Code & Sundry

Things I Enjoy in Rust: Immutability

Things I enjoy in Rust:

  1. Enums
  2. Error Handling
  3. Immutability
  4. Impl
  5. Macros

Immutability is a term very commonly heard in relation to functional programming languages. In most C-like languages, immutability is mostly an afterthought and is usually implemented in a somewhat clumsy way.

In Rust, immutability is the default. If you assign a new value…

let myValue = 42;
myValue = 43; // <-- Not allowed

… it is immutable.

To enable immutability, you’ll have to specify it explicitly:

let mut myValue = 42;
myValue = 43; // <-- Allowed

Rust also makes it easy to work with immutable structures. This is something that’s often missing when working with immutable classes or structures in languages where immutability is not a main feature. Let’s look at an example:

// Define a structure
struct Point {
	x: i32,
	y: i32,
};

// Create an instance
let point = Point {
	x: 2,
	y: 4,
};

// Change a value inside the structure
let point = Point {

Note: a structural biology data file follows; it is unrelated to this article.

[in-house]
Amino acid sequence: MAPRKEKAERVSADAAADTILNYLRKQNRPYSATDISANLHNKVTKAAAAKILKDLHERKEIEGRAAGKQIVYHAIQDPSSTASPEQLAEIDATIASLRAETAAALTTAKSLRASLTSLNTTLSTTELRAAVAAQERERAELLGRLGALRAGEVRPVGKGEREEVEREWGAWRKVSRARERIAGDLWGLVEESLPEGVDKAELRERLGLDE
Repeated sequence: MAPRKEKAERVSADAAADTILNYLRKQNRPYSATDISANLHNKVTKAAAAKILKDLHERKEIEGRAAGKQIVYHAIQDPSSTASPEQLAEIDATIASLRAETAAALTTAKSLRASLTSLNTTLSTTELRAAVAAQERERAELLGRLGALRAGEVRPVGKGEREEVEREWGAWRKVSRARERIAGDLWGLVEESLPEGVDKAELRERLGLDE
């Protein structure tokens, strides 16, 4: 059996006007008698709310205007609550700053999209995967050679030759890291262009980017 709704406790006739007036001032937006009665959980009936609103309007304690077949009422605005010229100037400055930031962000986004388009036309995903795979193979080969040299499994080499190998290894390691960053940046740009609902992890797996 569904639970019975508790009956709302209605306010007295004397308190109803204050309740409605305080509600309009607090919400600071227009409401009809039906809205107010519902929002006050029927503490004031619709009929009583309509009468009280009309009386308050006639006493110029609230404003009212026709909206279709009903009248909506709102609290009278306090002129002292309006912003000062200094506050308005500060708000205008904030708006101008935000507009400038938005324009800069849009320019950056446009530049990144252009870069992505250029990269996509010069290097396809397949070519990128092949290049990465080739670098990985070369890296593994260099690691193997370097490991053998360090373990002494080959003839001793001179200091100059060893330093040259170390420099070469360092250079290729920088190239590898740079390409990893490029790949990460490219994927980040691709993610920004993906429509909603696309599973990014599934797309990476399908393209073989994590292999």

x: 4,
	...point,
};

Wait, what!?

Rust lets us create a value with the same name as a previous value. The second value shadows the first definition, effectively hiding it. This enables us to reuse the same name for the same thing, without having to come up with 3 ways to name it.

This also makes it easy to swap out an immutable structure, with an updated one, without having to change the name:

// Instead of this:
let point = Point { x: 2, y: 4 };
let updated_point = Point { x: 4, ...point };

// We do this:
let point = Point { x: 2, y: 4 };
let point = Point { x: 4, ...point };

Rust also has a spread operator which fills in the rest of the values in the structure with the values from an existing structure instance. The values we’ve defined in the new structure have the higher priority. Any value not assigned in the new instance of the structure will be filled with the corresponding value from the first structure.

Immutability as the default is something I truly enjoy.